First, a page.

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Wednesday, October 1, 2014

Airbus Zephyr Proves Value For Civil Operations in Middle East

Woodrow Bellamy III 

[Avionics Today 10-01-2014] The solar-powered Zephyr Unmanned Aircraft System (UAS) has completed a flight at more than 61,000 feet above the United Arab Emirates (UAE). The Dubai Civil Aviation Authority (DCAA) approved the flight test, which was conducted jointly between Airbus Defence and Space with the Emirates Institution for Advanced Science and Technology (EIAST). Airbus Defence and Space said this was the first flight of the Zephyr authorized by a civil aviation authority. 
 
 
Airbus Zephyr. Photo: Airbus Defence and Space.
 
The Zephyr, a solar-powered UAS originally designed by U.K. aerospace and defense manufacturer QinetiQ, is now part of the Airbus Zephyr program. Airbus Defence and Space is developing the unmanned aircraft as the Airbus Zephyr High Altitude Pseudo-Satellite (HAPS) for the distribution of satellite-like communications and Intelligence, Surveillance and Reconnaissance operations. During the flight, the Zephyr HAPS broke two UAE civil aviation records, achieving the highest altitude at 61,696 feet and the longest flight ever recorded by any aircraft within the region.
 
“The flight in Dubai demonstrated the ability of Zephyr to operate in regions of the world’s most crowded airspaces,” said Chris Kelleher, technical director of the Airbus HAPS program. "With all systems working well in temperatures ranging between 40 degrees Celsius and minus 80 degrees Celsius and up to a maximum altitude of 61,696 ft., this flight further reinforces confidence in Zephyr for users and regulators."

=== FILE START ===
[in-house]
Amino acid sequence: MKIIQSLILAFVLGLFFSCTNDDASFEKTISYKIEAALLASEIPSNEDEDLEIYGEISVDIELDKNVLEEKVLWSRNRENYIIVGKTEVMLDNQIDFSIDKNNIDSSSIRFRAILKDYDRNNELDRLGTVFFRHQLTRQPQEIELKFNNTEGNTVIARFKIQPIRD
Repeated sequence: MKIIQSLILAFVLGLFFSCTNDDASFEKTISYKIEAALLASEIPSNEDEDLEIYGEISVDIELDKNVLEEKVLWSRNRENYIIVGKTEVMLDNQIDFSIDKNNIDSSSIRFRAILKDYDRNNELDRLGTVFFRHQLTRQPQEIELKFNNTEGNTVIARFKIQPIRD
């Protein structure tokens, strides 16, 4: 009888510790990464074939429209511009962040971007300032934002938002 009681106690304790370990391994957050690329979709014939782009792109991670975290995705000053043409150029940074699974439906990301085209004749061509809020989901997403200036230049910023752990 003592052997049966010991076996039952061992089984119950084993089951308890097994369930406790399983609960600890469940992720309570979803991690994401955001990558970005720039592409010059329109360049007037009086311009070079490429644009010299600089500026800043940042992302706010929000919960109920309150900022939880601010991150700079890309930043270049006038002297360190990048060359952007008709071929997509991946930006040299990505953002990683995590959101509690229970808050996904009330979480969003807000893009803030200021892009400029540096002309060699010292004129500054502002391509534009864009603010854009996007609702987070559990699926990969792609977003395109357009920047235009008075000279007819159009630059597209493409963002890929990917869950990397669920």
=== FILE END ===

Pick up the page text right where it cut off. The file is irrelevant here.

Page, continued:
The civil flight marks the latest achievement of the Airbus Zephyr program, after HAPS engineers recently completed an 11-day, non-stop flight with the aircraft. The aircraft flies by day operating on solar power delivered by amorphous silicon solar arrays that cover the wings. These are used to recharge the Zephyr's lithium-sulphur batteries, which are then used to power the aircraft by night. 
 
Some of the civil applications that Airbus is looking at using the Zephyr for include resource management, environmental monitoring and support to emergency services, according to Jens Federhen, head of the Airbus HAPS program. 
 
"With the support of the Dubai CAA, EIAST has shown, for the first time anywhere, that such operations can be undertaken in the civil domain," he added.
 

Airbus and EIAST are looking to perform similar flight tests in the future to demonstrate the ability of the Zephyr to operate in airspace near manned aircraft performing civil and commercial applications. 

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